Kirchoff's Current Law (KCL) deals with the currents flowing into and out of a

given node. KCL states that the sum of all currents at a node must equal zero. This is
illustrated in Figure 2.

Figure 2: An example of KCL
The equation obtained by KCL for the node shown in Fig. 2 is
~ Ì 2
~ Ì3
= 0 . (2)
Ìn the case of KCL the passive sign convention deals with the direction of currents with
respect to the node. Currents entering the node must have opposite signs as those exiting
the node. The passive sign convention with respect to KVL can also be applied to KCL.
On many schematics the polarities of resistors are already assigned, so the directions of
the currents should be assigned such that the current is entering the positive terminal.
This will simplify later calculations.
There are several useful relationships between the sine and cosine functions, and uniform circular rotation.
Neither the sine nor the cosine has a beginning or an end; both are periodic functions. A kind of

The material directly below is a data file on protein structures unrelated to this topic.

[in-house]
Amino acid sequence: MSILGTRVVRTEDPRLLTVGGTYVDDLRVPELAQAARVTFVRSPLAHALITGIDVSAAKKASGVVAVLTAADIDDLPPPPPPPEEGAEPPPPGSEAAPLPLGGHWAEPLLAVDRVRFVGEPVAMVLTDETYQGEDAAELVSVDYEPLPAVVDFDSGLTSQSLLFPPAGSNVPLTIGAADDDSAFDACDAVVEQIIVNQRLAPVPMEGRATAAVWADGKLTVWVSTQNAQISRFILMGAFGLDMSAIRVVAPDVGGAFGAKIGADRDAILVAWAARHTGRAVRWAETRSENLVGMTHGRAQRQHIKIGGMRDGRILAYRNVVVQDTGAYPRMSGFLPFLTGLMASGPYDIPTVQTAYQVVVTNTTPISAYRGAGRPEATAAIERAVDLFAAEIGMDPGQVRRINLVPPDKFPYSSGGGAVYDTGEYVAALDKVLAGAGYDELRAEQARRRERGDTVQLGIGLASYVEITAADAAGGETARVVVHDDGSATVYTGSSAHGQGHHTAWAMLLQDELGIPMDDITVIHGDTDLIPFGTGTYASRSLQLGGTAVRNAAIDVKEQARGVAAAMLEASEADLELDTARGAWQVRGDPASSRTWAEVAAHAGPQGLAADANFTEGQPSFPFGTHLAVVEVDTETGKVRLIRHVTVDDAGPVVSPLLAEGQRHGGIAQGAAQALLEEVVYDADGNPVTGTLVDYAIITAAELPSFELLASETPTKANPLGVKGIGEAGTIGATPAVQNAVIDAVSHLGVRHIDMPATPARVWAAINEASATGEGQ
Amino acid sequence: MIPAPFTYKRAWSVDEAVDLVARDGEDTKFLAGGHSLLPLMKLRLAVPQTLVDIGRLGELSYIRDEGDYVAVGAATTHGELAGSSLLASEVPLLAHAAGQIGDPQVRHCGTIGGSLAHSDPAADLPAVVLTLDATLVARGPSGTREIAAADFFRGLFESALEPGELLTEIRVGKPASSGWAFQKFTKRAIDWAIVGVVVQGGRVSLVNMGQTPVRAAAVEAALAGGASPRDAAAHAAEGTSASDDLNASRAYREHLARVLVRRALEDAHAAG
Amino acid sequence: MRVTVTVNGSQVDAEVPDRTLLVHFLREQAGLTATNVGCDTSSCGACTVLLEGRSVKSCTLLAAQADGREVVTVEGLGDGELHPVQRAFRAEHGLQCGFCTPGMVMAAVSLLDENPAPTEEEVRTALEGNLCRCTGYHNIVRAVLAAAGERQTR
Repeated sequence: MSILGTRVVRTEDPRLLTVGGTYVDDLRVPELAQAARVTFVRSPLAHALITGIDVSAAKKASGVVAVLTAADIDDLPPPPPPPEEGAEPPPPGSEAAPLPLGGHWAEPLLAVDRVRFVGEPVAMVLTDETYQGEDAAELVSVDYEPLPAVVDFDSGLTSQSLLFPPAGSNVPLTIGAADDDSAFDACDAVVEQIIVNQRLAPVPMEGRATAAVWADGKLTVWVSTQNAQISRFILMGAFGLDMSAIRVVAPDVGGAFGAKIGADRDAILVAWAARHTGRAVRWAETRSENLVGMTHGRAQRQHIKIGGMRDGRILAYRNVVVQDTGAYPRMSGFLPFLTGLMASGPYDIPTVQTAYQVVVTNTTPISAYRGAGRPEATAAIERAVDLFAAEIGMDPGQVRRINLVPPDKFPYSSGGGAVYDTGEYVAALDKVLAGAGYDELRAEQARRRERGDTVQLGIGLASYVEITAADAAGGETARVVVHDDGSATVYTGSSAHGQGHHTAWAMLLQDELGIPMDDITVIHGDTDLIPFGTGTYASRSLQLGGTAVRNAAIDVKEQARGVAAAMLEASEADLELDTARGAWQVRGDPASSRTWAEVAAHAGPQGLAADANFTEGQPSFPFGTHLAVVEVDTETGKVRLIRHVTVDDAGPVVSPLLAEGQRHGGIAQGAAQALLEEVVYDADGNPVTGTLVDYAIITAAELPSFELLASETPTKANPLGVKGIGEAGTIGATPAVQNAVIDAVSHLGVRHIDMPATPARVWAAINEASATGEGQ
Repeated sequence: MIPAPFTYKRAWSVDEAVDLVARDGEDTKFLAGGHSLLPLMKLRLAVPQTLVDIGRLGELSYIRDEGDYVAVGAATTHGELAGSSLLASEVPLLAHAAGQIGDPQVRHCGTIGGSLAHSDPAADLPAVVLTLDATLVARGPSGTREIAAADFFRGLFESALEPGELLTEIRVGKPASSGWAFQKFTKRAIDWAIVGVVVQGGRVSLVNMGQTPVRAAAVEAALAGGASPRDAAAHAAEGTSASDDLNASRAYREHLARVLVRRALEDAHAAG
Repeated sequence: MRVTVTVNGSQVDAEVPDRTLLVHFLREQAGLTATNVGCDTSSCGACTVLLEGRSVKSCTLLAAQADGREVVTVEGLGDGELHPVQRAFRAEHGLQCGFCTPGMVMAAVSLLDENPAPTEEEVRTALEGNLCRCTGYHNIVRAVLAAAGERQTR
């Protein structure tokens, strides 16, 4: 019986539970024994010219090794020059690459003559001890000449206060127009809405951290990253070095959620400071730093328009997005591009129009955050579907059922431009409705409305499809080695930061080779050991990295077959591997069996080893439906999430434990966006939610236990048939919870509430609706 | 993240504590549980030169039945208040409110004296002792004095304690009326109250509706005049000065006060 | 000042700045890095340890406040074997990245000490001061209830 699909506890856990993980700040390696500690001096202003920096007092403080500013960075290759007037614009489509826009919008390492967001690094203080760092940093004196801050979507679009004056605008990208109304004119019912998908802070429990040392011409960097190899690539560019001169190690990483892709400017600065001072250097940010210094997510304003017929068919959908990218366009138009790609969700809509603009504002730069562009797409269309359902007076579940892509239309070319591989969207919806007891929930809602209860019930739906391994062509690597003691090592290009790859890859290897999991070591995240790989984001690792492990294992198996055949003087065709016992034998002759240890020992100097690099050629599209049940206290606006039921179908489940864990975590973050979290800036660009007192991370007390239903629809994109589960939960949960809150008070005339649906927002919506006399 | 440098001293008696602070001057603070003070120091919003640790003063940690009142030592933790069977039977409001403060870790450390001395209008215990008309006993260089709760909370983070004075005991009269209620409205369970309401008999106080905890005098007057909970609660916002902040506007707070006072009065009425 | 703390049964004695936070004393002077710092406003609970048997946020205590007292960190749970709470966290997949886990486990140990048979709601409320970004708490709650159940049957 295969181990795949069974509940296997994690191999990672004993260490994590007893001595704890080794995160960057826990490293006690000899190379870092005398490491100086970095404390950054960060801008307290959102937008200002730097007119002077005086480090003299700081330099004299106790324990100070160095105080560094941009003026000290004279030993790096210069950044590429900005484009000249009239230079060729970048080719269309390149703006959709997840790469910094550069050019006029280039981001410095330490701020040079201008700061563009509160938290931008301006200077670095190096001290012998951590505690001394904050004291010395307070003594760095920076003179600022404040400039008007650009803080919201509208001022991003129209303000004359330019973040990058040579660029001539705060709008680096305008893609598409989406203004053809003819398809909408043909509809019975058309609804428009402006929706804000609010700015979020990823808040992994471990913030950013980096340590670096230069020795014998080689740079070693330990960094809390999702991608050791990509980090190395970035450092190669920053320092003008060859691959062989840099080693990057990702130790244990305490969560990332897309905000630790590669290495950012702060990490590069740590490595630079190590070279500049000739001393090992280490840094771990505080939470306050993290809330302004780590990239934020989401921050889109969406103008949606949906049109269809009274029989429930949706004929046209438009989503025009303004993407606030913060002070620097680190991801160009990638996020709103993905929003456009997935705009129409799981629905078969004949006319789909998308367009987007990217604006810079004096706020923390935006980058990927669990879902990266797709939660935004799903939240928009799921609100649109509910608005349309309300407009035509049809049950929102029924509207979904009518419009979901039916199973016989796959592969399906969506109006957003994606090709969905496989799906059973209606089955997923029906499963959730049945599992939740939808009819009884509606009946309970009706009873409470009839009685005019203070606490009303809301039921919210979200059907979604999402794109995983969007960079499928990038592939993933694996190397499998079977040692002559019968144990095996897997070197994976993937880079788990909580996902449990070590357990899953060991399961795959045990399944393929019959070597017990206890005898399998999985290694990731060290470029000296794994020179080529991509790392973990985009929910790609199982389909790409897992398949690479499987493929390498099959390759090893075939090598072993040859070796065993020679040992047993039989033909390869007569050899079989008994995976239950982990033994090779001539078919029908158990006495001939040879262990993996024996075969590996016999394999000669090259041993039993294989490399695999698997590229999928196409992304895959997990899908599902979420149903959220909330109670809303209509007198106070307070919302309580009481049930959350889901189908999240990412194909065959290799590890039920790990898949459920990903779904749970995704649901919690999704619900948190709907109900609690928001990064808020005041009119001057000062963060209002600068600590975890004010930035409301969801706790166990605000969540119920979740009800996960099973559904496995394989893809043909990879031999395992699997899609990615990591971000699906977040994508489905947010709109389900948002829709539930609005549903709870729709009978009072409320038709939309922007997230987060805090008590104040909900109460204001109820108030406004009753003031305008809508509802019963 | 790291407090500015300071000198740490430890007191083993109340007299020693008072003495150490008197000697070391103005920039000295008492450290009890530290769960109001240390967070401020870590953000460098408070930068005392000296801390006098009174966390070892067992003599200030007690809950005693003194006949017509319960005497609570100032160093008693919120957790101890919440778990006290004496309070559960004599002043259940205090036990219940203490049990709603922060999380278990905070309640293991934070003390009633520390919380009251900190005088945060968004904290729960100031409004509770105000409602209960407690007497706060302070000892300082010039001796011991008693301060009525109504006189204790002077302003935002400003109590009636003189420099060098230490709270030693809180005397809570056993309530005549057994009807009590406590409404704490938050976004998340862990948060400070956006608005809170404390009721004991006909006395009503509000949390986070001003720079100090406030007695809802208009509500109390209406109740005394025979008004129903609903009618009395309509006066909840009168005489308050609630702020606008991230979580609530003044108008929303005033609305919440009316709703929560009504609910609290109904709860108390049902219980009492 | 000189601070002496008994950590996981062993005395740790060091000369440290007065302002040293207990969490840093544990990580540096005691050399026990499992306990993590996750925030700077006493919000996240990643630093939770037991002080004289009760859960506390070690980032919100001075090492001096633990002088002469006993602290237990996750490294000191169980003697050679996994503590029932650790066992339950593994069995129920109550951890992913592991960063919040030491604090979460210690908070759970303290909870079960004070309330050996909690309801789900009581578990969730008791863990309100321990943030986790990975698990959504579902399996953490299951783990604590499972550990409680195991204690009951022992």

'start'/'finish' relationship is a description of one period of the sinusoid; the remainder of the function is a
displaced repetition of that period. A geometrical description of various sinusoid relationships is drawn
below. Ìt is formally premature to characterize the figure as representing either a sine or a cosine; it could
be either. However because the sine is zero when its argument is zero (or an odd multiple of p) it is the
sine that would ordinarily be drawn as shown. The cosine is 1 when its argument is zero (or an even
multiple of p), and ordinarily it would be drawn with that value at the origin. The difference between a sine
and cosine drawing is a displacement of 1/4 the period. Thus the drawing could represent cos(wt - 4t/T),
although as noted ordinarily the axis would be shifted to cancel the constant in the argument.
With AC analysis, one specifes the stimulus for the circuit and computes the sinusoidal steady-state response. The stimulus may
consist of signals on several sources, but they must all be sinusoidal and
have the same frequency. For example, simulating a dierential amplifer often involves applying two sinusoidal sources to the
one shifted 180
from the other. Ìt is not possible to simulate a
mixer because for mixers the two input signals must be at dierent
Prior to performing the AC analysis, the circuit is linearized. Thus,
the absolute magnitude of the stimulus looses some of it signifcance.


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